Thursday, October 12, 2006

Worried Temasek ready to pay fine and reduce holding in telecom firm to 49%

DAMAGE CONTROL
The Nation
Oct 12, 2006

S'pore urges talks to save Shin buyout

Worried Temasek ready to pay fine and reduce holding in telecom firm to 49%

A top-level official in Singapore has approached Prime Minister Surayud Chulanont to discuss the controversial Shin Corp deal in the hope of resolving ownership issues in an amicable manner, a government source said yesterday.

Surayud is likely to assign his deputy MR Pridiyathorn Devakula, who is also the finance minister, to look into the matter, the source said.

"One likely recommendation from the Thai government is that Temasek Holdings of Singapore should comply with the Thai foreign ownership law by quickly reducing its stake in Shin Corp, which is estimated at 96 per cent, to below 49 per cent," he said.

Temasek got itself into hot water with its Bt140-billion takeover of Shin Corp, which was owned by the Shinawatra and Damapong families.

The Commerce Ministry's Business Registration Department has found that Temasek relied on nominees to skirt a legal ban on foreign companies owning more than 50 per cent of a telecom business.

A Singapore investment banker said he had overheard that Madame Ho Ching, the CEO of Temasek, had been following political developments in Thailand very closely and had expressed her willingness to seek a compromise.

"Temasek, from what I have heard, is willing to pay a fine or make other concessions in order to end the controversy rather than allow the issue to drag on," he said.

If Temasek reduced its holding in Shin Corp from 96 per cent to 49 per cent by selling some 1.5 billion shares, it would suffer a huge loss. It paid Bt49.25 a share, for a total of Bt140 billion-Bt150 billion, but now Shin Corp is trading on the stock market at Bt28.25 a share.

The Thaksin Shinawatra government and Temasek had been sitting on the nominee investigation, hoping the issue would go away after Thaksin staged a comeback with an election victory. But the September 19 military coup has sent Thaksin into exile in London.

With a fresh government installed, the probe into the Shin-Temasek scandal has taken on a new life.

Besides, Singapore faces public outrage here over its perceived attempt to dominate Thailand's businesses involving national security.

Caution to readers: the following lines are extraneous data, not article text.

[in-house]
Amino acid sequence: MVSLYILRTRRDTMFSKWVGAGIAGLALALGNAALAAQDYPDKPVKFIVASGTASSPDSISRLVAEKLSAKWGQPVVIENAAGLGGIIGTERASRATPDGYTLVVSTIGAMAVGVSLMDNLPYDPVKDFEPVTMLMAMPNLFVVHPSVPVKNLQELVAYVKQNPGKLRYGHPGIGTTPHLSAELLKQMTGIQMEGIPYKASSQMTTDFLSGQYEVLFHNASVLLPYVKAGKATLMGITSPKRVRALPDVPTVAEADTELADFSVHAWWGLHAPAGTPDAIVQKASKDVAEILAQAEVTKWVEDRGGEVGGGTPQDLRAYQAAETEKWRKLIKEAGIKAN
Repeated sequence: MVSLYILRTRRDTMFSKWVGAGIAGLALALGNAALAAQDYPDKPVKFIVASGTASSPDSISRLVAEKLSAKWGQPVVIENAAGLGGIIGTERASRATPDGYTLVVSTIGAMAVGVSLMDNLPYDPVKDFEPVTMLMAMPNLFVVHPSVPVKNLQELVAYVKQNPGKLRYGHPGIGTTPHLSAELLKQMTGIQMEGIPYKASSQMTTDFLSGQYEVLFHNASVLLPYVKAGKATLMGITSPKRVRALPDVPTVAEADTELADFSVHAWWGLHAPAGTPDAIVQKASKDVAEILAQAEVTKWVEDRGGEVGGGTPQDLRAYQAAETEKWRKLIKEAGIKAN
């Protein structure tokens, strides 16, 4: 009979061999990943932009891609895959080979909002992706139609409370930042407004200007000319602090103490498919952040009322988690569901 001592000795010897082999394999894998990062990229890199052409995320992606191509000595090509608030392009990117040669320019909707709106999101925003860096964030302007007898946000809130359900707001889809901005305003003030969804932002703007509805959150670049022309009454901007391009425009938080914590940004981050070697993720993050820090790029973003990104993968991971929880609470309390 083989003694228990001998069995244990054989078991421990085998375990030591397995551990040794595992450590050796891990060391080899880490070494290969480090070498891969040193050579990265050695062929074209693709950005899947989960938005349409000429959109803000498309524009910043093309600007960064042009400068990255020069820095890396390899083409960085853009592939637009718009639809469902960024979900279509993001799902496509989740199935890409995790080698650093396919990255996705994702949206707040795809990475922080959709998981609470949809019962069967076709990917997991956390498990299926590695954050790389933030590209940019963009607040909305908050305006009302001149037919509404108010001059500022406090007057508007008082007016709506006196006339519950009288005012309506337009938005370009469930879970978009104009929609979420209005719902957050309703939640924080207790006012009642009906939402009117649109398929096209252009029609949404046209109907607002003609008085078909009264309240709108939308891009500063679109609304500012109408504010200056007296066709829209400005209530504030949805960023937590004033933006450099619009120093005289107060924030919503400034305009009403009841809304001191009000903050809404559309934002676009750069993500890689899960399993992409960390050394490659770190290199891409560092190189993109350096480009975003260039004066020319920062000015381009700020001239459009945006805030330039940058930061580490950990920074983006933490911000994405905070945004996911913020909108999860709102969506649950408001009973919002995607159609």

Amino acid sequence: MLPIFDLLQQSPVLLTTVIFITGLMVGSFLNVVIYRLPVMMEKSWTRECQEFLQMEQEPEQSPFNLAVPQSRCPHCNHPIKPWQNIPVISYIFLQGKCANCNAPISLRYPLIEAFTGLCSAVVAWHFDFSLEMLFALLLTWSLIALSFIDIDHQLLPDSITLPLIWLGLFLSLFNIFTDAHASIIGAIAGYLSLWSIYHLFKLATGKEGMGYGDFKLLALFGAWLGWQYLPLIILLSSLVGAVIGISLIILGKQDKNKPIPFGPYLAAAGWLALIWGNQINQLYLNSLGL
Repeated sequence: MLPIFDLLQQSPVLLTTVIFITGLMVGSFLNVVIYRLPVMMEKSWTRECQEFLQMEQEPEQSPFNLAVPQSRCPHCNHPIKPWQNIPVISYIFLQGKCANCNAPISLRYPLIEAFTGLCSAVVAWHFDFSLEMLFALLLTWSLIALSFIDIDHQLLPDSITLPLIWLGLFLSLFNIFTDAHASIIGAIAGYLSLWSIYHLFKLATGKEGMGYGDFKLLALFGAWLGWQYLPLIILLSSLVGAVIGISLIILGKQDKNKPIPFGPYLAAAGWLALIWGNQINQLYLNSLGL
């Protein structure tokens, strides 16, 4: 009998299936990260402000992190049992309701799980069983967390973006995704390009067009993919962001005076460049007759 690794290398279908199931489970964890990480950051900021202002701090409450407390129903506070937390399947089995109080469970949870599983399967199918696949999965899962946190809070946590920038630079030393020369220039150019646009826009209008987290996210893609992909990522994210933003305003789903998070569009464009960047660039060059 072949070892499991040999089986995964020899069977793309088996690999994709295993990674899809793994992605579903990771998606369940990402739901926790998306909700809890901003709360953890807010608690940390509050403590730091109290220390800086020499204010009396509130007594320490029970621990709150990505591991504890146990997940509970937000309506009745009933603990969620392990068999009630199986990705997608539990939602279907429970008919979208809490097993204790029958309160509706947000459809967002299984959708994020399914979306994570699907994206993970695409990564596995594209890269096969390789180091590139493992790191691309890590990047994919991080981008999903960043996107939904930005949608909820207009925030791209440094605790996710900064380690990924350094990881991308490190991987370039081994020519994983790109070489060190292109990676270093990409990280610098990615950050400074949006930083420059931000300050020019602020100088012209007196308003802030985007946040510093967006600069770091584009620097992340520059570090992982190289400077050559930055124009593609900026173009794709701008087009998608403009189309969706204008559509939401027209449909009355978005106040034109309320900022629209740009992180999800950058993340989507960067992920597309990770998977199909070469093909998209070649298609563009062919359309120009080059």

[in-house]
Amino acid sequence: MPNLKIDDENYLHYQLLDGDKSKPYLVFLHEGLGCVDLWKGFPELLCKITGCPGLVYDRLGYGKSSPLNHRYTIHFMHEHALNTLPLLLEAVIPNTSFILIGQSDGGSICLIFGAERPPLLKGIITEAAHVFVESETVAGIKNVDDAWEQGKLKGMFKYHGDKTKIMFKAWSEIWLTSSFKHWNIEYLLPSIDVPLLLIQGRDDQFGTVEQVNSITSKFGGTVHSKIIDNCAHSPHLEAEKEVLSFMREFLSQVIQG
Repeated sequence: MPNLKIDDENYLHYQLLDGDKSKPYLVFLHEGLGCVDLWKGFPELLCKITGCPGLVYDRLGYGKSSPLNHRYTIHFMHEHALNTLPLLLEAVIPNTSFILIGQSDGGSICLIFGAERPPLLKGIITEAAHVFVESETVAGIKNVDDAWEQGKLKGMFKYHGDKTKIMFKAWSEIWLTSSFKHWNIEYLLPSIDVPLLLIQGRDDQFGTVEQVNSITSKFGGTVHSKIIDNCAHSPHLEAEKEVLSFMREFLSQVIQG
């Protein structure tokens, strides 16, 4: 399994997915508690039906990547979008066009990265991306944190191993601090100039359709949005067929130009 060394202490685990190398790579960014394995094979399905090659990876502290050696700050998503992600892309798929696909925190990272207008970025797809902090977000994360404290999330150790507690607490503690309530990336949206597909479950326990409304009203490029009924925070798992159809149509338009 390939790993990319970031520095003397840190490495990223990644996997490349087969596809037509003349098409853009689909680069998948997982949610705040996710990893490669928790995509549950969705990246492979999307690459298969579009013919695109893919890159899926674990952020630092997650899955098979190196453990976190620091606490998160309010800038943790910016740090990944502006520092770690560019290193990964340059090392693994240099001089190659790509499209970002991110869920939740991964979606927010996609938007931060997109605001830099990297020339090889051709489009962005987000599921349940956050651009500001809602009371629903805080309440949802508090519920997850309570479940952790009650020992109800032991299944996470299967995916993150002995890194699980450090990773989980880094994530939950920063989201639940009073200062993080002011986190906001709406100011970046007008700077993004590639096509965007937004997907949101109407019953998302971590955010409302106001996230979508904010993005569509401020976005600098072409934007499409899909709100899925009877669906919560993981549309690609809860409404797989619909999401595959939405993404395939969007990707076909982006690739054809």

"The Thai government is expected to tell the Singapore government and Temasek that current anti-Singapore sentiment needs to be dealt with quickly," the source said.

"There is a lot at stake for Singapore and Thailand relations, depending on a compromise on the Shin deal."

Of particular concern are Shin Satellite and iTV, both listed subsidiaries of Shin Corp. They are considered politically sensitive state concessions while the cellular service business of Advanced Info Service, Shin Corp's flagship unit, is in a more liberalised industry.

It is widely believed that under close scrutiny many foreign-invested Thai companies would fall afoul of the foreign ownership law, which has been criticised as vague and subject to abuse.

Noted economist Ammar Siamwalla said the Thai government must enforce the rule of law in all the nominee cases by doing away with all the violations.

The government could offer clemency to all foreign companies, giving them three years to cure the ownership or nominee structure to comply with the regulations, he said.

Within 10 years, Thailand should be in a position to enforce the law strictly regarding foreign ownership.

"But we need to state clearly which businesses we would like to protect for national security reasons and which businesses we would like to free up. I don't care if they want to liberalise all businesses. But we have to spell it out and stick to the enforcement," Ammar said.

"The government must uphold the spirit of the law, instead of interpreting it in the srithanonchai [tricky] way," he added.

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